Sunday, June 23, 2019

The Erickson Report, Page 4: Following Up: US borders have never been "secure"

Following Up: US borders have never been "secure"

Finally for today, we’re Following Up on something.

Last time in taking a longer look at immigration, I said I intended to expand on two points: one, that our borders have always been porous; two, that there is a case to be made for open borders.

As it turns out, I don't have enough time for both, so I'm going to have to put the second point off until our next show. But I will get to it because even while I am not at all convinced that open borders are workable, it is an interesting and definitely arguable notion that deserves to be part of the debate.

Okay. I want to note at the top that in discussing how we have never had "secure control" of our borders, I am relying heavily on some work done by Peter Andreas, a professor of political science at Brown University, who says "The unauthorized movement of people is an American tradition."

In fact, it started even before there was a US: In 1763, King George III prohibited colonists from moving west of the Appalachian Mountains to settle. The colonists simply ignored him.

In the 1780s, Congress passed ordinances with the idea of raising revenue, deterring squatters, and promoting orderly westward migration. But a flood of unlawful settlers undermined the plans to the point where in 1807 Congress passed The Intrusion Act, which criminalized illegal settlement and authorized fines and imprisonment. It didn't work. It didn't work so much what became Vermont and Maine were born of squatters.

That pattern repeated itself for decades: illegal settlement, intense (and sometimes violent) resistance to government authority, and finally official resignation to the facts on the ground. For example, the westward migration included European immigrants who entered the country legally but then settled illegally. Unable to deter or remove those settlers, Congress passed “preemption” acts in 1830 and 1841. These were essentially pardons for illegal settlement, providing legitimate land deeds at discounted prices.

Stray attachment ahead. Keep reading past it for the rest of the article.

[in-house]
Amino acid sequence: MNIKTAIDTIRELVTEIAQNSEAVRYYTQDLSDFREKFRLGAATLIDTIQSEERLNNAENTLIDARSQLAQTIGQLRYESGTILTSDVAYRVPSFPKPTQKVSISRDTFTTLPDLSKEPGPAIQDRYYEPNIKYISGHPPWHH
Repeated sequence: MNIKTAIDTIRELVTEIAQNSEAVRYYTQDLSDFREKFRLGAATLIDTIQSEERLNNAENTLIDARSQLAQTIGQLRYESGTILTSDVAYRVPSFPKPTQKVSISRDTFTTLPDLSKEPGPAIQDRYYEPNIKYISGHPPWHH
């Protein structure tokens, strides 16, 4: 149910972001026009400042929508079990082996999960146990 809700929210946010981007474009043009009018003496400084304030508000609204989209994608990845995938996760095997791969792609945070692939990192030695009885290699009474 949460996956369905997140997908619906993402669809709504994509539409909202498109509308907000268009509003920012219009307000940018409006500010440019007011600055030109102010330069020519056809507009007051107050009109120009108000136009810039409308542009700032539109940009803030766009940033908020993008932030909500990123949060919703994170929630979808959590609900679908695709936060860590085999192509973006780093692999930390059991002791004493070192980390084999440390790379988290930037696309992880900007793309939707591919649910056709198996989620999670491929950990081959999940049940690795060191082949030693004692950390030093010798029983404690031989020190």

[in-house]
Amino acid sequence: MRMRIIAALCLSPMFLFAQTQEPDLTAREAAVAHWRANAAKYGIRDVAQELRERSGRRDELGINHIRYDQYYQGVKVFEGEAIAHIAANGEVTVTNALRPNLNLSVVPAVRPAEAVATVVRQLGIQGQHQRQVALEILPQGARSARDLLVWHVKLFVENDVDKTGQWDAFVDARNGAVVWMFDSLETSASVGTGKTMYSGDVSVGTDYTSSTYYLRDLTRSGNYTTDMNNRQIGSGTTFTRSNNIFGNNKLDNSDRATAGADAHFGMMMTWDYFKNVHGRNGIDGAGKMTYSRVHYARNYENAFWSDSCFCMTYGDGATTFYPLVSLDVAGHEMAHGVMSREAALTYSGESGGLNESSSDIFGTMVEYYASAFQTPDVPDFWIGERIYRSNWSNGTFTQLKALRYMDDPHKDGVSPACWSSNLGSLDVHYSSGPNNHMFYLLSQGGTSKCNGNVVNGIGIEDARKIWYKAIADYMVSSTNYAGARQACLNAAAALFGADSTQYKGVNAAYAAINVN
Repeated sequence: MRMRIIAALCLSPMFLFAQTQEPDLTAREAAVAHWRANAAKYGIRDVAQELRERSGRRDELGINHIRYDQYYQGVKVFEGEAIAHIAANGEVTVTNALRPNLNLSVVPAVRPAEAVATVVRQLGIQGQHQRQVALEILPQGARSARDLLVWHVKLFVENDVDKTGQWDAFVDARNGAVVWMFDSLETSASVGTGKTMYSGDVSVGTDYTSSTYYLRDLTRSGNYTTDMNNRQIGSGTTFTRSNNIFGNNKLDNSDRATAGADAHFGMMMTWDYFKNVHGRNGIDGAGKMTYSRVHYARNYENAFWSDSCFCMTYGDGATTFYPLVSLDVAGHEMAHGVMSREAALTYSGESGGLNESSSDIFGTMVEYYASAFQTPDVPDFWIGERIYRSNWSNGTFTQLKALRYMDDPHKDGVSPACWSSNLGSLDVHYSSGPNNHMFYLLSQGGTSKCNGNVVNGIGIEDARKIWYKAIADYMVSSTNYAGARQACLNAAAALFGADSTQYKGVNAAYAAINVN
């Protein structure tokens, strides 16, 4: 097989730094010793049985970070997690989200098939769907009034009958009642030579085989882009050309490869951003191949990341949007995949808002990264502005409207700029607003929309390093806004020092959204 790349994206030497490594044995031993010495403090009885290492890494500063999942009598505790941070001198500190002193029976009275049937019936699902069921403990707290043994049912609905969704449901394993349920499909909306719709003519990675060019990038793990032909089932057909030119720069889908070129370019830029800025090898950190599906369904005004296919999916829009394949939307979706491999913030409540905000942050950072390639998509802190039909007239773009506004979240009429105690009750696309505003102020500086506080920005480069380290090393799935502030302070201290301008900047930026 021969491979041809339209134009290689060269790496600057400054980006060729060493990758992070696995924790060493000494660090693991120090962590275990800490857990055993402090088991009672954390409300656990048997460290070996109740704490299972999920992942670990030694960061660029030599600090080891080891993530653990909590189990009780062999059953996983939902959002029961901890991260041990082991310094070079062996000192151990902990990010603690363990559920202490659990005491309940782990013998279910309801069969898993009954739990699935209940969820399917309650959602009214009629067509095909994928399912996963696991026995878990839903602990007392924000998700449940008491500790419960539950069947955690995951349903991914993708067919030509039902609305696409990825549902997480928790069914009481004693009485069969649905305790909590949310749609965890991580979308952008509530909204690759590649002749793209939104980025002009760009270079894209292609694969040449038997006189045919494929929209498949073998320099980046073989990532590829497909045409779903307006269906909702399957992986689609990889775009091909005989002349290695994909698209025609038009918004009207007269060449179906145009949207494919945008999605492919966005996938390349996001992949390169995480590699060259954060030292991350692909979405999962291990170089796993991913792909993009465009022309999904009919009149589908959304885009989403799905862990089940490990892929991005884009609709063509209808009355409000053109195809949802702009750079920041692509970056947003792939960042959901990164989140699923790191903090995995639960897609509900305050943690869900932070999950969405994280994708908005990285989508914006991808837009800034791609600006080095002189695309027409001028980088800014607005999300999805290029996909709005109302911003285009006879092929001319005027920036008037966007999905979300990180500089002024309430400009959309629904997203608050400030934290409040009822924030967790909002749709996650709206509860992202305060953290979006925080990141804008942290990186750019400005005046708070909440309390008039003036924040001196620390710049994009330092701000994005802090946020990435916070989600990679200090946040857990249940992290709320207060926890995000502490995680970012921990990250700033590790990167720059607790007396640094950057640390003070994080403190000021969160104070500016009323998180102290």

I had previously mentioned the Chinese Exclusion Act of 1882, which barred the entry into the US of Chinese laborers. Turned away at ports of entry, Chinese immigrants simply went to Canada and came in through our northern border.

After the US successfully pressured Canada to deny entry to Chinese, the people-smuggling business moved south - to Mexico. The US-Mexico border already had a history as a route for smuggling goods in both directions; now, it became a gateway for smuggling people as well.

Significantly, Chinese immigrants were not the only “undesirables” coming in through Mexico. By the last decades of the 19th century, Lebanese, Greeks, Italians, Slavs, and Jews, all turned away at official ports of entry, slipped  in from Mexican. Worries over these immigrants was so acute that when the US Border Patrol was created in 1924, its main target was Europeans.

So now we have the descendants of those "undesirables" being, in Andreas' phrase, "unremarkably American" while the Mexicans and Central Americans who were once encouraged as a source of cheap labor have become the undesirables du jour.

US borders today are more heavily policed, closely monitored, and difficult to cross than ever. And officials continue to dream of "secure borders" that never existed even as they are occasionally forced to face reality, as they did most recently in 1986 with, as I mentioned last time, a measure that enabled 2.6 million undocumented immigrants to obtain legal status.

Expecting people to stop coming is insane.

Expecting them to stop finding ways to get in is insane.

Expecting those already here to leave is insane.

Any sane immigration policy must start from those three undeniable facts.

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